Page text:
LULAC Responds to 5th Circuit Court Ruling on Senate Bill 4

Washington, D.C. – On Tuesday, a three-judge panel of the 5th Circuit Court of Appeals in New Orleans overturned a ruling by a San Antonio federal judge that found portions of Senate Bill 4 (SB 4) unconstitutional.

On May 8th, the League of United Latin American Citizens (LULAC), the country’s largest and oldest Latino civil rights organization, filed the first lawsuit against SB 4. The complaint was filed on behalf of a small town near the border with Mexico called El Cenizo, which has had a “safe haven” ordinance since 1999 that prohibits city employees from asking about a person’s immigration status.

In response to today’s ruling, Luis Roberto Vera, Jr., LULAC National General Counsel, issued the following response:

“Today’s ruling, while disappointing, was not unexpected. The 5th Circuit Court of Appeals is known throughout the United States as conservative and is strongly controlled by Republicans. While Governor Abbott and General Paxton tweet to their supporters that they have won a total victory and that SB 4 is in total force, this is far from the truth. Contrary to what Governor Abbott and General Paxton would have you believe, this three-judge court found certain parts of the language both unconstitutional and not absolutely mandatory. The court ruled that immigration neutral policies allowed local governments to allocate their resources as 'reasonable and necessary’ for their local needs. In other words, immigration enforcement does not have to be their top priority.”

“LULAC, together with our client, the City of El Cenizo, will decide in the next few days where we go from here. We have several options. Rest assured that we will not quit; we will not surrender; and we will not compromise. Governor Abbott and General Paxton, together with their puppet master, President Trump, have declared war on the Mexican people and Latinos in general. We will rise up. We will unite. We will defend.”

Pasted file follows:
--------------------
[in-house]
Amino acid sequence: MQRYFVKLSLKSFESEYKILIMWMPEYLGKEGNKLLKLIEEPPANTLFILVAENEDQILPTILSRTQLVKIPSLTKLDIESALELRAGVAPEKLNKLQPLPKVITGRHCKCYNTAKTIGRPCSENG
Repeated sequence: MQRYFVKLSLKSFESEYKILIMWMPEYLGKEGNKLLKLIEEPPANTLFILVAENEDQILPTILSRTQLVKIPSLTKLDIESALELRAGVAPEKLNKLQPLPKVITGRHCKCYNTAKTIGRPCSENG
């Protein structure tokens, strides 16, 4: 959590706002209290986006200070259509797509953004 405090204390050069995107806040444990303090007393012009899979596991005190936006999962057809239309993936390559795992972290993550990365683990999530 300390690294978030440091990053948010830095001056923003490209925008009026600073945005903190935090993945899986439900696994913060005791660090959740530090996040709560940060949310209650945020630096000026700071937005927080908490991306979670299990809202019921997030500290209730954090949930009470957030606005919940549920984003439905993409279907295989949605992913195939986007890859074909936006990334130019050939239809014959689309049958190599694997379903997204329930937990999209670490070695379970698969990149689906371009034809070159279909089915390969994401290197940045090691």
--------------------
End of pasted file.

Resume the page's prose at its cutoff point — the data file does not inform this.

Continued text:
Below are highlights that support the City of El Cenizo’s position:

1. The Court upheld the injunction on the issue of free speech and the right of public officials to speak up, protest and criticize SB 4 or similar laws with penalty. That portion was found unconstitutional. 2. The Court made it clear that local communities have an absolute right to allocate their resources where "reasonable and necessary" for their communities. In other words, immigration enforcement does not have to be top priority, to the detriment of the community. See page 13 footnote 6 which states, "We also note that this provision does not require cooperation unless it is “reasonable or necessary.” Tex. Gov’t Code § 752.053(b)(3). Thus, as Texas acknowledges, this provision does not generally preclude immigration-neutral policies regarding bona fide resource allocation—e.g., policies regarding overtime or patrolling locations." 3. Under detainers—at p. 31: complying with ICE detainer requests under SB 4 requires cooperation—but not “blind obedience.” 4. Under “materially limits” discussion—at p. 34: “policies relating to ‘general matters like overtime and patrolling locations’ would not be covered” under SB 4’s “materially limits” prohibition. “SB 4 will ‘not prohibit immigration-neutral local policies regarding bona fide resource allocation."

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The League of United Latin American Citizens (LULAC) is the nation’s largest and oldest civil rights volunteer-based organization that empowers Hispanic Americans and builds strong Latino communities. Headquartered in Washington, DC, with over 1,000 councils around the United States and Puerto Rico, LULAC’s programs, services and advocacy address the most important issues for Latinos, meeting critical needs of today and the future. For more information, visit www.LULAC.org

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